"Given that companies such as Facebook and Twitter have yet to show signs of substantial revenue generation, whereas Google is loaded, it does beg the question why they're doing this – just to keep up with Mark Zuckerberg? Just because they can?" Grehan asked.
What Does Google+ Mean for Marketers?
Google is discouraging businesses from setting up Google+ accounts right now, so there's not a lot that brand marketers can do today. However, marketers (you are human, after all) can try to get an account to better learn how the service works.
Riverside Marketing's Cohen said that while it's too early to forecast how Google+ will evolve, she identified three important marketing considerations to keep in mind. She advises:
Augustine Fou, group chief digital officer of Omnicom's Healthcare Consultancy Group, shared these thoughts about Google+, in an email interview on July 11.
What is Google+'s potential impact for marketers? The same as any other social network - if people like your product and it is worth talking about, this is just another place for them to tell their friends (it is not a place where companies should push more messages out at people).
Before you’d recommend any advertisers to use it, what are key questions you have? I wouldn't recommend it to advertisers. It is a place where people will connect with others (peers) and when it gets to critical mass advertisers may have an opportunity to mine some insights and information about users, not before. Also, knowing Google, advertisers will probably be able to simply buy ads on it via adwords soon anyway.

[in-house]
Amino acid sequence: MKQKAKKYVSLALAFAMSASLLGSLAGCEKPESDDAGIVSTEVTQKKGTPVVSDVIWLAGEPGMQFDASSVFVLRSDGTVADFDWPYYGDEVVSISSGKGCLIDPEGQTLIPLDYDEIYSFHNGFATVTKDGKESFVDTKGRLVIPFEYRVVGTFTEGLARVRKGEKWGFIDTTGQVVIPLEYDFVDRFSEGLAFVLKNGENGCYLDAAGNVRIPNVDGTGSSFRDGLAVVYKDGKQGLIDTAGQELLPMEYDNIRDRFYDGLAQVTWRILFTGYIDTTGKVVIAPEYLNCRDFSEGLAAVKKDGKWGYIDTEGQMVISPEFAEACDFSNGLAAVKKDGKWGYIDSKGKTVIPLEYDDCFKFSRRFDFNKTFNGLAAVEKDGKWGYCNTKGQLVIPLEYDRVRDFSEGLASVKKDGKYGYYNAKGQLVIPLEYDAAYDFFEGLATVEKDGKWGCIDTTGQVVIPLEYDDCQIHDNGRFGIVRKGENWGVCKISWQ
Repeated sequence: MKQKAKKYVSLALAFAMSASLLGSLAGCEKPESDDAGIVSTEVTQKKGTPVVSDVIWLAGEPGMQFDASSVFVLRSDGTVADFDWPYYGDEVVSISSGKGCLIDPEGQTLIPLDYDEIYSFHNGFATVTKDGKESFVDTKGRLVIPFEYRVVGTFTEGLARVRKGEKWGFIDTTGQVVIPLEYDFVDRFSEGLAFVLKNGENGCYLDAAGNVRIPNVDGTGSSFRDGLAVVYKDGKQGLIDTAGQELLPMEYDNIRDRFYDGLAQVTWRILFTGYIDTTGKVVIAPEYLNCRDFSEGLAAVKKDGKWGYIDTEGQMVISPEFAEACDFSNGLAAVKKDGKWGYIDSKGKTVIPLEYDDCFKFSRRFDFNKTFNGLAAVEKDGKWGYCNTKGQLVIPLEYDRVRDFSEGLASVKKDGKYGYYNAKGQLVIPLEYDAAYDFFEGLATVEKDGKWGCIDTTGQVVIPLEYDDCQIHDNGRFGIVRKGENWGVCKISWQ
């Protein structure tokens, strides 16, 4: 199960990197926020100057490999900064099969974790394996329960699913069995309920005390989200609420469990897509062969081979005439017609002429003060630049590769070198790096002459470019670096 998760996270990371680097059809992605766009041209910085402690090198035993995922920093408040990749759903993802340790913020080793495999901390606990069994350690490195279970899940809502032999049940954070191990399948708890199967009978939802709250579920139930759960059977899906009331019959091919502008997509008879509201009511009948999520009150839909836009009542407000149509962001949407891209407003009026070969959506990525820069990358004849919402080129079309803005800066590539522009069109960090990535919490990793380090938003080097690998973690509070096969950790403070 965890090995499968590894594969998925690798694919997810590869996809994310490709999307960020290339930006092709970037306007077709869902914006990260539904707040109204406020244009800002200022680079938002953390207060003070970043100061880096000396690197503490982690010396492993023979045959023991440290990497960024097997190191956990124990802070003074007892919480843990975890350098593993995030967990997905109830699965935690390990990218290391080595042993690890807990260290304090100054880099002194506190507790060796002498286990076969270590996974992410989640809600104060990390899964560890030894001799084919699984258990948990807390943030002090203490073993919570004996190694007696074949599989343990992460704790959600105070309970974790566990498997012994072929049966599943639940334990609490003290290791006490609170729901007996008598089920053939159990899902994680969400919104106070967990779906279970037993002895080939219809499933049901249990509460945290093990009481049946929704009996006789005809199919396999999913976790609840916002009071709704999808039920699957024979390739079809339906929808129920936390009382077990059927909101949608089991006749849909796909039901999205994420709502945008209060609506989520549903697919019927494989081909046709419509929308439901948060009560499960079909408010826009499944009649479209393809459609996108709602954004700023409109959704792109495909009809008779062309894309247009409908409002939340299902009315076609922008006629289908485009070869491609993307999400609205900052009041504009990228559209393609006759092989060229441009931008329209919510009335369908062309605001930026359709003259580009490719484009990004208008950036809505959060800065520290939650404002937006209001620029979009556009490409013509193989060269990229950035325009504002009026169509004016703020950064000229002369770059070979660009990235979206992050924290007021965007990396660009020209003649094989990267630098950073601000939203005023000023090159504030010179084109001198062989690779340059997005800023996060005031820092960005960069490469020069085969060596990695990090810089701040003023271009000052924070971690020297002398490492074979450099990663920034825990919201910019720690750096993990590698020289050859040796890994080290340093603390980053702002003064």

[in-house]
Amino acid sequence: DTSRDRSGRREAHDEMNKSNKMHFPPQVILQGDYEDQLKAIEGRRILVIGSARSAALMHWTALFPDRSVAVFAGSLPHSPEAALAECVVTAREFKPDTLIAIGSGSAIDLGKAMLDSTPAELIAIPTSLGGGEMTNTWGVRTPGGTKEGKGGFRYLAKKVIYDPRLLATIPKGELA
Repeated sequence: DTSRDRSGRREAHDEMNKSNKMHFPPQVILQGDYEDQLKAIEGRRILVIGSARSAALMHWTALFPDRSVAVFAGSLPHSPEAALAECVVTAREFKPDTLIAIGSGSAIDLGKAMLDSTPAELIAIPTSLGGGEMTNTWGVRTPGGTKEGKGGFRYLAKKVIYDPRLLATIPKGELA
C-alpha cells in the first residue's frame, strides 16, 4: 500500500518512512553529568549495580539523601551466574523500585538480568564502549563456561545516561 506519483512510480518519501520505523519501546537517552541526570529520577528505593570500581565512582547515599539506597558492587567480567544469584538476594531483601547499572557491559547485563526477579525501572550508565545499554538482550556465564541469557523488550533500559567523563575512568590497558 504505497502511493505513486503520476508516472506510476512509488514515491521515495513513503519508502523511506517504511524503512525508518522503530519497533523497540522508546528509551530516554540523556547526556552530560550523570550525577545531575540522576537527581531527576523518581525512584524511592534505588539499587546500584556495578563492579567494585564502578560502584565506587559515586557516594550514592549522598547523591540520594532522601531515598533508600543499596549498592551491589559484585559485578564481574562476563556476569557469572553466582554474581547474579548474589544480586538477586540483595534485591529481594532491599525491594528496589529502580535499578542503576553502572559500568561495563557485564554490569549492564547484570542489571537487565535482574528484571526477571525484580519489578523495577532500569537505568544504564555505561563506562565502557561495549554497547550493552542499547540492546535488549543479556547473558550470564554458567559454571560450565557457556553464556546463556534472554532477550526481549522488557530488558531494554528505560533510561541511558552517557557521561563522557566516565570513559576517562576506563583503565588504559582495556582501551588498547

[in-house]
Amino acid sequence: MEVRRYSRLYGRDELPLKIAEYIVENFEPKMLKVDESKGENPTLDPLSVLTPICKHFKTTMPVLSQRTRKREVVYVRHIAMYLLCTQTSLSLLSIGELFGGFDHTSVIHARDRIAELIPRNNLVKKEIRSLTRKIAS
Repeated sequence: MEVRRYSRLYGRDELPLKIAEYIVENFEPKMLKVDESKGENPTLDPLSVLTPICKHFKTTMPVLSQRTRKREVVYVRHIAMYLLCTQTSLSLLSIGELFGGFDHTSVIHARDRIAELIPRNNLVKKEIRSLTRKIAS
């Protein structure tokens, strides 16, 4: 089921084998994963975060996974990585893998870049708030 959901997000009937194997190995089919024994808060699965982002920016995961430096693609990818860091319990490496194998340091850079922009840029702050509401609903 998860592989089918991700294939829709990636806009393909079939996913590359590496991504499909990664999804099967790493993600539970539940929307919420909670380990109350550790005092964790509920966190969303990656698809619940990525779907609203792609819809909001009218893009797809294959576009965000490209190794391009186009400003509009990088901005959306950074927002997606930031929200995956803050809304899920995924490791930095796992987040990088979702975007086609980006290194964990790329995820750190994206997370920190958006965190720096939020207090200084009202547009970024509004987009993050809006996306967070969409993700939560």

How do you think it compares/contrasts to Google's past so-called social initiatives? This may be the first complete initiative. Prior projects like Buzz and Wave were more like features. I have to spend more time with it to truly see its potential. It is useful already because all my contacts are already in Google/Gmail and it is easy to get them involved in G+. It is just another layer of ways I can interact with them individually or as groups. I think it would be unwise for companies to set up G+ pages (like Facebook pages) and then try to drive people there. If they use G+ as yet another destination to drive people for the purpose of pushing messages at them, then they will miss the opportunity to truly take advantage of it. But again the principle is "people don't friend lipitor" on Facebook. So there has to be better reasons for them to interact with a brand on G+ too.
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Anna Maria Virzi, ClickZ's executive editor from 2007 until 2012, covered Internet business and technology since 1996. She was on the launch team for Ziff Davis Media's Baseline and also worked at Forbes.com, Web Week, Internet World, and the Connecticut Post.
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Wednesday, July 23, 2014